Friday, May 4, 2012

Film screenings and filmmaking during second annual Whaleback Festival

[From the Whaleback Festival.]

Join Portsmouth's Red Eft Project for a weekend of environmental voices in film and art May 11-13! For its second year, Whaleback Festival showcases independent films and art that illuminate a range of ecological themes. This year's official selections go behind the scenes of international climate activism, show us the ease of recycling and reuse through the shopping bag's point of view, and provide visually stunning inspiration for our own afternoon of filmmaking.

The three-day festival opens Friday evening with the independent feature documentary Just Do It: a tale of modern day outlaws. With unprecedented access, UK filmmaker Emily James takes us into the secretive world of environmental direct action. For over a year James was embedded with groups of climate activists, allowing her to document their clandestine activities. Torpedoing the tired cliches of the environmental movement, Just Do It introduces a powerful cast of mischievous and inspiring characters who super-glue themselves to bank trading floors, blockade factories and attack coal power stations en-masse, despite the very real threat of arrest.

Local activists Emily Bowers and Lynn McCarthy will lead the film Q & A, describing their recent experiences in nonviolent direct action, including May 5th's Climate Impacts Day organized by 350.org. Opening night activities are hosted by the Portsmouth Gaslight from 5:30-8pm with the film beginning at 6pm.

Saturday, the Festival welcomes to town a group of young filmmakers from Hanover, NH to screen their new film Bag Buddies: a journey from single-use to re-use. These talented kids, ranging in age from 10-14, describe their short film as the coming-of-age story of three reusable bags. As cheerful youngsters, they know little of the world. Through their adventures with the family that buys them, they learn about life. We share their hopes and fears, joys and sorrows. Can they find their place in the world? Can they help the family understand the impact of their choices?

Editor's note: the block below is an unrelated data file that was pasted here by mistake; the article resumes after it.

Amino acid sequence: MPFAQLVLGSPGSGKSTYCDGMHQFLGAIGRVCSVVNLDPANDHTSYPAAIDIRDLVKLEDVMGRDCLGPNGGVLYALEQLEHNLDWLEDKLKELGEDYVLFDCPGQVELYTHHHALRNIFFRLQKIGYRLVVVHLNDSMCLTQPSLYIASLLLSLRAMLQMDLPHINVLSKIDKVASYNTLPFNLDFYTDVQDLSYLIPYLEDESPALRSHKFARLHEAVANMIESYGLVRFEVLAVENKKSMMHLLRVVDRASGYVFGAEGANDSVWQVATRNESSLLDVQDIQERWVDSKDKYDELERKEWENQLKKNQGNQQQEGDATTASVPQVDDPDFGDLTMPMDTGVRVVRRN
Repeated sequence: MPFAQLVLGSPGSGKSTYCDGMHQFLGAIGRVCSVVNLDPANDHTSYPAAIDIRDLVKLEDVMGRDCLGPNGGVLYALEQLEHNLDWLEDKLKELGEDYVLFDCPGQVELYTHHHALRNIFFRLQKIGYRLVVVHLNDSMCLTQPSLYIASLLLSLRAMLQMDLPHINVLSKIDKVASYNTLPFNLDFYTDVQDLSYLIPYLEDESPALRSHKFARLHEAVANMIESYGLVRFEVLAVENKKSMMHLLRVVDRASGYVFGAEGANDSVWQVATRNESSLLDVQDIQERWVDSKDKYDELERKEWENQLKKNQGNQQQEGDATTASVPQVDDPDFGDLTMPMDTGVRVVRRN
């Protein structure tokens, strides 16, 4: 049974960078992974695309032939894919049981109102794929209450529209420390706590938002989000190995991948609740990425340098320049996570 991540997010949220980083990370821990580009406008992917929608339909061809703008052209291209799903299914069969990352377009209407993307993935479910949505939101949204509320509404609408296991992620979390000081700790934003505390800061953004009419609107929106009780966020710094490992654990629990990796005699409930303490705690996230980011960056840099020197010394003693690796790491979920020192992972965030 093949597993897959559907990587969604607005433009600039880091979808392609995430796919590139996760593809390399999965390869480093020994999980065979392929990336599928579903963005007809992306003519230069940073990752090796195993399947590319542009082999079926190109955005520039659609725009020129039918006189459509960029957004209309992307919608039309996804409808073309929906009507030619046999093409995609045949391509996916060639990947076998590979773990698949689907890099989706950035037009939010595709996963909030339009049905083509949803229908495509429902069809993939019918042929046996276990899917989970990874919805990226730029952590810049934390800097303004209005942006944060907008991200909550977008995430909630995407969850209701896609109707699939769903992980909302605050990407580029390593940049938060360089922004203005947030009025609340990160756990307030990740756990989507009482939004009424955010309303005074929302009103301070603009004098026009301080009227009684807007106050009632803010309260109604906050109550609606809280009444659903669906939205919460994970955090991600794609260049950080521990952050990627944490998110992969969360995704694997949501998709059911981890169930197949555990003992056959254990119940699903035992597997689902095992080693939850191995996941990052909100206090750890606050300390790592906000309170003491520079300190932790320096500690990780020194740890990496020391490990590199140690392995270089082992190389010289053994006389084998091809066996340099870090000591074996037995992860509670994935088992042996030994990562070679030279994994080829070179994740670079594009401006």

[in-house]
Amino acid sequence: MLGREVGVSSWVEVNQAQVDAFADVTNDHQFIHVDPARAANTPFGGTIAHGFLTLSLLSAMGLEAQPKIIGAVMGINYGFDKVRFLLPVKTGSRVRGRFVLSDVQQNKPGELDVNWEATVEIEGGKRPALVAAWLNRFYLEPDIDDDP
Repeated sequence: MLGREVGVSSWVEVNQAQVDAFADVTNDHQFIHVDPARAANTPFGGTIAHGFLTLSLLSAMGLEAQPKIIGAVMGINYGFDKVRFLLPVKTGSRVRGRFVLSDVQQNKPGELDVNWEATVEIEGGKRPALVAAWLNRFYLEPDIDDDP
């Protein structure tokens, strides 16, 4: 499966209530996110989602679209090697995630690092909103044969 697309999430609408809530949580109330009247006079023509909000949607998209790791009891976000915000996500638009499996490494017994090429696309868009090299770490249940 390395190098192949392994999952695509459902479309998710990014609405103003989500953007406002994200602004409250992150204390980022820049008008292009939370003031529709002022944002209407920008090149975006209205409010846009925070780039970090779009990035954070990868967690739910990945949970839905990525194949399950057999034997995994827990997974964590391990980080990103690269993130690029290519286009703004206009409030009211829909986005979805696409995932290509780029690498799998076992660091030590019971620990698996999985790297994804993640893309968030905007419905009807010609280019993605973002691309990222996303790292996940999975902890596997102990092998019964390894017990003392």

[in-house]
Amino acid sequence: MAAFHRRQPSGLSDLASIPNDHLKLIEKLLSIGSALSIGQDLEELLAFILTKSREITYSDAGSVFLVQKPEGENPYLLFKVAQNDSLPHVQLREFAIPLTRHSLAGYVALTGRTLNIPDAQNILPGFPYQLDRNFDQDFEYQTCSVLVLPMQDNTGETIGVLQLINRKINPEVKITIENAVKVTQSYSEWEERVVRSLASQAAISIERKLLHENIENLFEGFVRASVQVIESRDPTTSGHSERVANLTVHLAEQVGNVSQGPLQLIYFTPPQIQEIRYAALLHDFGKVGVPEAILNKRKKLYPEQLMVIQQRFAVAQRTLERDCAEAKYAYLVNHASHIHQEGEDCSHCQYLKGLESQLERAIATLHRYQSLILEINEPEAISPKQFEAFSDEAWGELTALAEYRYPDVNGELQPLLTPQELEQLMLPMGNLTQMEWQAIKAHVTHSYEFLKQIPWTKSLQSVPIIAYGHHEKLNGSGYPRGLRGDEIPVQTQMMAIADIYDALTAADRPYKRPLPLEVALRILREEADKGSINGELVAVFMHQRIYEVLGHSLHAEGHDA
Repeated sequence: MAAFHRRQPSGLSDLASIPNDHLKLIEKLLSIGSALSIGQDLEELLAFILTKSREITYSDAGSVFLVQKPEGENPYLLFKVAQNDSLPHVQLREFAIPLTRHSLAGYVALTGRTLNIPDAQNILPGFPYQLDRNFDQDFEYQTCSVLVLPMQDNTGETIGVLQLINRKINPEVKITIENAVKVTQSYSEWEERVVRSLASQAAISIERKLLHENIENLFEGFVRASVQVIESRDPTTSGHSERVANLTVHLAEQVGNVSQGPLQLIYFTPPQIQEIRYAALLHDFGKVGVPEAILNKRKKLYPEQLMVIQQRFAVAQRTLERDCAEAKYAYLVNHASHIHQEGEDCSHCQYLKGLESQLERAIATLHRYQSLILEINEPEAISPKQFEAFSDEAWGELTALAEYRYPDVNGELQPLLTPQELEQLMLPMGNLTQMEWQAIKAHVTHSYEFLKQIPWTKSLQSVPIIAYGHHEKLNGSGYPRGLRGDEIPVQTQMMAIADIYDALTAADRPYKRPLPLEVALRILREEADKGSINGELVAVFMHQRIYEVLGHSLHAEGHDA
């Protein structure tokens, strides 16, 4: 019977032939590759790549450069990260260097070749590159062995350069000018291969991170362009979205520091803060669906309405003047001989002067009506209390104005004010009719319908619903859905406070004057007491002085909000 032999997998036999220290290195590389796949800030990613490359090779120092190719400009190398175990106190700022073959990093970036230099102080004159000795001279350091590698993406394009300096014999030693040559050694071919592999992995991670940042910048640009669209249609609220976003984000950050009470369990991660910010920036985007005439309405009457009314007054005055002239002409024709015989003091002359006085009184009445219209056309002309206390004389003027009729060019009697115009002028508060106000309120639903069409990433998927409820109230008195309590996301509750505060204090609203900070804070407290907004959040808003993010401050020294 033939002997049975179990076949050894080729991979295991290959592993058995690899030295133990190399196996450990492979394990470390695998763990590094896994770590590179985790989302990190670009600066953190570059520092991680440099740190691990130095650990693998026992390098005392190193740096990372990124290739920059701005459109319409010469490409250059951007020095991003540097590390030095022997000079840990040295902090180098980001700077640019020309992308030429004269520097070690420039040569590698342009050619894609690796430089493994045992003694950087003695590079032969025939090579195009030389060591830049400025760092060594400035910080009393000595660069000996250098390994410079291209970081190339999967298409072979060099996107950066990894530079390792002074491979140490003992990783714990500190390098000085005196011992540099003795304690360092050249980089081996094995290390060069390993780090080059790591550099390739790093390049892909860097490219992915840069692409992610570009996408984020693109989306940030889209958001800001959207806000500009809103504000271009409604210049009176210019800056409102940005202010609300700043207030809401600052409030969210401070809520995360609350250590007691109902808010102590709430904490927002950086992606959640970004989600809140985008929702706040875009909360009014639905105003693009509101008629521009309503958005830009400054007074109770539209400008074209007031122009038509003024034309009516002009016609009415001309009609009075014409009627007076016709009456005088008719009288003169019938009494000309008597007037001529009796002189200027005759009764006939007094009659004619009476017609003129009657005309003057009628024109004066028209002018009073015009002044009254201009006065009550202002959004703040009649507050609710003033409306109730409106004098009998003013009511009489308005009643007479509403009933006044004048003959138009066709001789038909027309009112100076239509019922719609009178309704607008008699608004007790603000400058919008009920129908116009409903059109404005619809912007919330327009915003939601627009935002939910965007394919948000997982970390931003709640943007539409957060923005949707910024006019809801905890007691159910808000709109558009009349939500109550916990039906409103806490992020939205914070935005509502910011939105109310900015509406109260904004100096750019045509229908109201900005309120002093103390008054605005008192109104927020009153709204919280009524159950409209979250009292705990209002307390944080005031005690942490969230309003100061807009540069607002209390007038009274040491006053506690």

Fresh from their selection in the Short Films category for the 6th Annual Colorado Environmental Film Festival in February, Fletcher Passow (director/producer/actor), Max Greenwald (director of photography/voice actor), and Glen Passow (camera operator/voice actor) come to the Whaleback stage to share their film and lead the filmmaker Q & A. Saturday's screening takes place at Portsmouth High School's Little Theatre from 12:30-1:30pm, as part of the annual Sustainability Day hosted by Sustainable Portsmouth.

Whaleback invites even more audience participation on Sunday afternoon with a screening of three short films and a hands-on workshop by Maine filmmaker and ecological artist Krisanne Baker. Baker's artistic films have garnered international attention, screening at the Bejing International Film Festival and Australia's Scinema art and science film festival. Her two-minute shorts World Water Crises: Potential Effect/Cumulative Effects and Upstream to Downstream (In Our Bloodstreams) are currently touring in the national exhibit Women and Water.

Whaleback audiences will be treated to a special preview screening of her latest film, Content Aware Anxieties before its New York premiere later this month. The film addresses the dangers of the fracking process to our water resources.

Following the screenings, Baker will lead a hands-on filmmaking workshop sharing her techniques for what to look for when simply walking about the community, sending participants right out the front door to collect video clips. Coming back together, the clips will be reassembled into an environmental film and posted online creating the first Whaleback festival community film!      

Sunday's screening and workshop will take place in the Levenson Room of the Portsmouth Public Library from 2-4pm. Audience members who want to participate in the filmmaking workshop are invited to bring any digital still image or video camera that uses a memory card for transferring images.

Tickets for Friday's Opening Night screening can be purchased online or at the door for a suggested donation of $12. Saturday and Sunday's events are free. Whaleback Festival VIP Passes can also be purchased for $25 and help to underwrite the festival. Whaleback is organized by the Red Eft Project, a Portsmouth-based nonprofit whose mission is to engage people in positive environmental action. More information and event details can be found on the festival website at www.whaleback.org.